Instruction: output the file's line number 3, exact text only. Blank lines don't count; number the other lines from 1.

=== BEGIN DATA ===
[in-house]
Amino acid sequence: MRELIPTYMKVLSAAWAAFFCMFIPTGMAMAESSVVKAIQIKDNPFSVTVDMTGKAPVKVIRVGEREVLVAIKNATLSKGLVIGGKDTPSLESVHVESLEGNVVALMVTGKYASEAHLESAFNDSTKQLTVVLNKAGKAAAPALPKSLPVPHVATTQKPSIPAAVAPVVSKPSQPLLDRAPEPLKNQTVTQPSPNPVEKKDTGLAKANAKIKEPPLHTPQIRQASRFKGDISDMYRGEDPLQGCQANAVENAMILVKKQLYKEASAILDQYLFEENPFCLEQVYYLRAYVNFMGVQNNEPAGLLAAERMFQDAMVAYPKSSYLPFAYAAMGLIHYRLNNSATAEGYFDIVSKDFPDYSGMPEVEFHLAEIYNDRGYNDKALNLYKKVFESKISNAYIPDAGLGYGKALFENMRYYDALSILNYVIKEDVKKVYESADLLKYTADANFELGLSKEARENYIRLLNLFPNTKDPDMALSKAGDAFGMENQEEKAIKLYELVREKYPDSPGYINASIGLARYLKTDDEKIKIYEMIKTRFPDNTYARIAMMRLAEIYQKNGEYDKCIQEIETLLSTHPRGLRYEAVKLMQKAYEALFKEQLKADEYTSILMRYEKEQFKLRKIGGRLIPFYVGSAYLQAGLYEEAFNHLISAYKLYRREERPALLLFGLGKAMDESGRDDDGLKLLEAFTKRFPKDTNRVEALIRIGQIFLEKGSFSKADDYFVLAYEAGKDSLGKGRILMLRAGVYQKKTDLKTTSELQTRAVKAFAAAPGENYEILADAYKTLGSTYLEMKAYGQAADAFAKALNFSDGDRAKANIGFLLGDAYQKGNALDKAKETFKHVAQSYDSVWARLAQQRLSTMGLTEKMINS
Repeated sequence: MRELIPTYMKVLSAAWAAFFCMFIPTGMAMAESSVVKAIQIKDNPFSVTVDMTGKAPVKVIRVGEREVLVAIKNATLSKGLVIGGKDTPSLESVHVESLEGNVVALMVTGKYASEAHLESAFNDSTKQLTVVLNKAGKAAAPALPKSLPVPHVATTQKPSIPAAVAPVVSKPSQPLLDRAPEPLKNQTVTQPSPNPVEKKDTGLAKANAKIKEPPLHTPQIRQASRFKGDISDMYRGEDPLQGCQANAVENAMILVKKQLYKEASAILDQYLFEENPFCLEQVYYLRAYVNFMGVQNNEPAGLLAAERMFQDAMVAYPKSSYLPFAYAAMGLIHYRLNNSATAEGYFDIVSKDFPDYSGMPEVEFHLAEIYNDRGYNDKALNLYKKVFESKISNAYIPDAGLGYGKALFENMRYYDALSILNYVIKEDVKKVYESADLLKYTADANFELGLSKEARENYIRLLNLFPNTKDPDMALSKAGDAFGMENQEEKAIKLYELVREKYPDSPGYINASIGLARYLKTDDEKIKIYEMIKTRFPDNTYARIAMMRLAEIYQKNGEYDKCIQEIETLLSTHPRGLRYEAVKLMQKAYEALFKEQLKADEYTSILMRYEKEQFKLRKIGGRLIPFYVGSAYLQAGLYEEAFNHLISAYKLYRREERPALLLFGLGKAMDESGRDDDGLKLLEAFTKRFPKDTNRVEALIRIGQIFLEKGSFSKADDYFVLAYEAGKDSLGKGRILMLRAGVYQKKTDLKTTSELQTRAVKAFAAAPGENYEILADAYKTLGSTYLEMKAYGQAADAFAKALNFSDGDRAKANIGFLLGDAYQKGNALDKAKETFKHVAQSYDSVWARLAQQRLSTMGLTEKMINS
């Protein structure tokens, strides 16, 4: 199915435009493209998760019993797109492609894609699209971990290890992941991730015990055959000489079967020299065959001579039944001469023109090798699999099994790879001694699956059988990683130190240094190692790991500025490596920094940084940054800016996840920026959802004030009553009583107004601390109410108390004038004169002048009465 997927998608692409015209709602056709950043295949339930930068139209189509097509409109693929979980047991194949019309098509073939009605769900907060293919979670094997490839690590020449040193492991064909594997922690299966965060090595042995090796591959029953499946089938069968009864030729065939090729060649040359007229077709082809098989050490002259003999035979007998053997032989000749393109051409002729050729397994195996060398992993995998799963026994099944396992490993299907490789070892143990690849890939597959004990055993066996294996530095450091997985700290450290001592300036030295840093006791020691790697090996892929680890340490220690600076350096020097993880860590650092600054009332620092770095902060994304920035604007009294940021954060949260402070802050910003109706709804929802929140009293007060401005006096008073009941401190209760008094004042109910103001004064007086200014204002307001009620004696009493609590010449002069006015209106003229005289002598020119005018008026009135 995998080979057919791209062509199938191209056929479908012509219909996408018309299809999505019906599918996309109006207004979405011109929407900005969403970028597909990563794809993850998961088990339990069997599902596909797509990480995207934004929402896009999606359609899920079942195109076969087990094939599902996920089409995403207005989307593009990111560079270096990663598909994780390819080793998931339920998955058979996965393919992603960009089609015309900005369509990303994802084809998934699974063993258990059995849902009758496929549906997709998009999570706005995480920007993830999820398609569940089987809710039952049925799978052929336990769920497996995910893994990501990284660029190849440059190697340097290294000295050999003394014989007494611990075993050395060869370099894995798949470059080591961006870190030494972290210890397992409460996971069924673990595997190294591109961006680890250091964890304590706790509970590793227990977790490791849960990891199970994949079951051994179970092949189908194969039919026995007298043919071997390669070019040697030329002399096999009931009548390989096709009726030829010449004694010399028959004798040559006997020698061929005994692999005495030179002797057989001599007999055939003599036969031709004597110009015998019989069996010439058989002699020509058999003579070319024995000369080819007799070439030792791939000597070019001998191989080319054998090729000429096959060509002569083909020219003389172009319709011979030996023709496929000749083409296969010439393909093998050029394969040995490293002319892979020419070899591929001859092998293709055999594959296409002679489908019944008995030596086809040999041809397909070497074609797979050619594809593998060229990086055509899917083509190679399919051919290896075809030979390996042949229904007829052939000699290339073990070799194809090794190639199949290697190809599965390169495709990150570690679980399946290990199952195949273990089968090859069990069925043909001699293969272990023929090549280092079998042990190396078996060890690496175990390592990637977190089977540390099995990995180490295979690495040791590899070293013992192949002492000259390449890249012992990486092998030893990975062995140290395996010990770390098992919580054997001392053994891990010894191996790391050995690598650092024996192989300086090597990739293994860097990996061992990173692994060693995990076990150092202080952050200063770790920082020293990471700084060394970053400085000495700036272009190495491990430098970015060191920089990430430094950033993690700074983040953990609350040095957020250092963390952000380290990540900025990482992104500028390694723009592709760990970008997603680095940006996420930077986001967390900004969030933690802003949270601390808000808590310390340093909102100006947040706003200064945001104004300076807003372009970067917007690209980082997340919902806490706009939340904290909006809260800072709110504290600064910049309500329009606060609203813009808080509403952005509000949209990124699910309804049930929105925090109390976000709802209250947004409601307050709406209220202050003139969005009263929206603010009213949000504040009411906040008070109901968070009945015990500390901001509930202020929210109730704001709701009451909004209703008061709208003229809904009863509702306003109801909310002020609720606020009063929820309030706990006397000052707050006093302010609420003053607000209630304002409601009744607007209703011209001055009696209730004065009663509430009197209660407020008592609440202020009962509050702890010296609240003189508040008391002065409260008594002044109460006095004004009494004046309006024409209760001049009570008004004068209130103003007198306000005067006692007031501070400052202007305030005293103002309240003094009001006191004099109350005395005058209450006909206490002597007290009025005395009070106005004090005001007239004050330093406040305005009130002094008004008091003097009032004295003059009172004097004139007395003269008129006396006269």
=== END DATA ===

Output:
Repeated sequence: MRELIPTYMKVLSAAWAAFFCMFIPTGMAMAESSVVKAIQIKDNPFSVTVDMTGKAPVKVIRVGEREVLVAIKNATLSKGLVIGGKDTPSLESVHVESLEGNVVALMVTGKYASEAHLESAFNDSTKQLTVVLNKAGKAAAPALPKSLPVPHVATTQKPSIPAAVAPVVSKPSQPLLDRAPEPLKNQTVTQPSPNPVEKKDTGLAKANAKIKEPPLHTPQIRQASRFKGDISDMYRGEDPLQGCQANAVENAMILVKKQLYKEASAILDQYLFEENPFCLEQVYYLRAYVNFMGVQNNEPAGLLAAERMFQDAMVAYPKSSYLPFAYAAMGLIHYRLNNSATAEGYFDIVSKDFPDYSGMPEVEFHLAEIYNDRGYNDKALNLYKKVFESKISNAYIPDAGLGYGKALFENMRYYDALSILNYVIKEDVKKVYESADLLKYTADANFELGLSKEARENYIRLLNLFPNTKDPDMALSKAGDAFGMENQEEKAIKLYELVREKYPDSPGYINASIGLARYLKTDDEKIKIYEMIKTRFPDNTYARIAMMRLAEIYQKNGEYDKCIQEIETLLSTHPRGLRYEAVKLMQKAYEALFKEQLKADEYTSILMRYEKEQFKLRKIGGRLIPFYVGSAYLQAGLYEEAFNHLISAYKLYRREERPALLLFGLGKAMDESGRDDDGLKLLEAFTKRFPKDTNRVEALIRIGQIFLEKGSFSKADDYFVLAYEAGKDSLGKGRILMLRAGVYQKKTDLKTTSELQTRAVKAFAAAPGENYEILADAYKTLGSTYLEMKAYGQAADAFAKALNFSDGDRAKANIGFLLGDAYQKGNALDKAKETFKHVAQSYDSVWARLAQQRLSTMGLTEKMINS